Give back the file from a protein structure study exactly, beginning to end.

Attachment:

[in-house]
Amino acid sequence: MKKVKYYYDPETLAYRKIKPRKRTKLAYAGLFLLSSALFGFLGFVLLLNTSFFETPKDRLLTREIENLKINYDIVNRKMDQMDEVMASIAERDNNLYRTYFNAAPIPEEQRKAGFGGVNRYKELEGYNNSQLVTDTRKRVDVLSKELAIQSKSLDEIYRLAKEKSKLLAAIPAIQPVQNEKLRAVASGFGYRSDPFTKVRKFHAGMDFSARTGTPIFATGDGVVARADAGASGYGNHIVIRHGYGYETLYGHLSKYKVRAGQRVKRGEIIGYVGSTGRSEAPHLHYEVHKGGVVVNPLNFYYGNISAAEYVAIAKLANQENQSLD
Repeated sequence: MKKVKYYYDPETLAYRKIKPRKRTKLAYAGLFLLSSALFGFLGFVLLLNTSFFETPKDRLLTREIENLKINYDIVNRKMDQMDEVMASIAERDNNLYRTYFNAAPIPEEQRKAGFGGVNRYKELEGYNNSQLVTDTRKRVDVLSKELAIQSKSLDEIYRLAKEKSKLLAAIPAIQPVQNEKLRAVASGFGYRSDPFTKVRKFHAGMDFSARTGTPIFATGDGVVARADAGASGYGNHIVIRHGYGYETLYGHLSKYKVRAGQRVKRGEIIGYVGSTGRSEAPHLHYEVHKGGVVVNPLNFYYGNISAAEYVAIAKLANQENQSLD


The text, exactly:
[in-house]
Amino acid sequence: MKKVKYYYDPETLAYRKIKPRKRTKLAYAGLFLLSSALFGFLGFVLLLNTSFFETPKDRLLTREIENLKINYDIVNRKMDQMDEVMASIAERDNNLYRTYFNAAPIPEEQRKAGFGGVNRYKELEGYNNSQLVTDTRKRVDVLSKELAIQSKSLDEIYRLAKEKSKLLAAIPAIQPVQNEKLRAVASGFGYRSDPFTKVRKFHAGMDFSARTGTPIFATGDGVVARADAGASGYGNHIVIRHGYGYETLYGHLSKYKVRAGQRVKRGEIIGYVGSTGRSEAPHLHYEVHKGGVVVNPLNFYYGNISAAEYVAIAKLANQENQSLD
Repeated sequence: MKKVKYYYDPETLAYRKIKPRKRTKLAYAGLFLLSSALFGFLGFVLLLNTSFFETPKDRLLTREIENLKINYDIVNRKMDQMDEVMASIAERDNNLYRTYFNAAPIPEEQRKAGFGGVNRYKELEGYNNSQLVTDTRKRVDVLSKELAIQSKSLDEIYRLAKEKSKLLAAIPAIQPVQNEKLRAVASGFGYRSDPFTKVRKFHAGMDFSARTGTPIFATGDGVVARADAGASGYGNHIVIRHGYGYETLYGHLSKYKVRAGQRVKRGEIIGYVGSTGRSEAPHLHYEVHKGGVVVNPLNFYYGNISAAEYVAIAKLANQENQSLD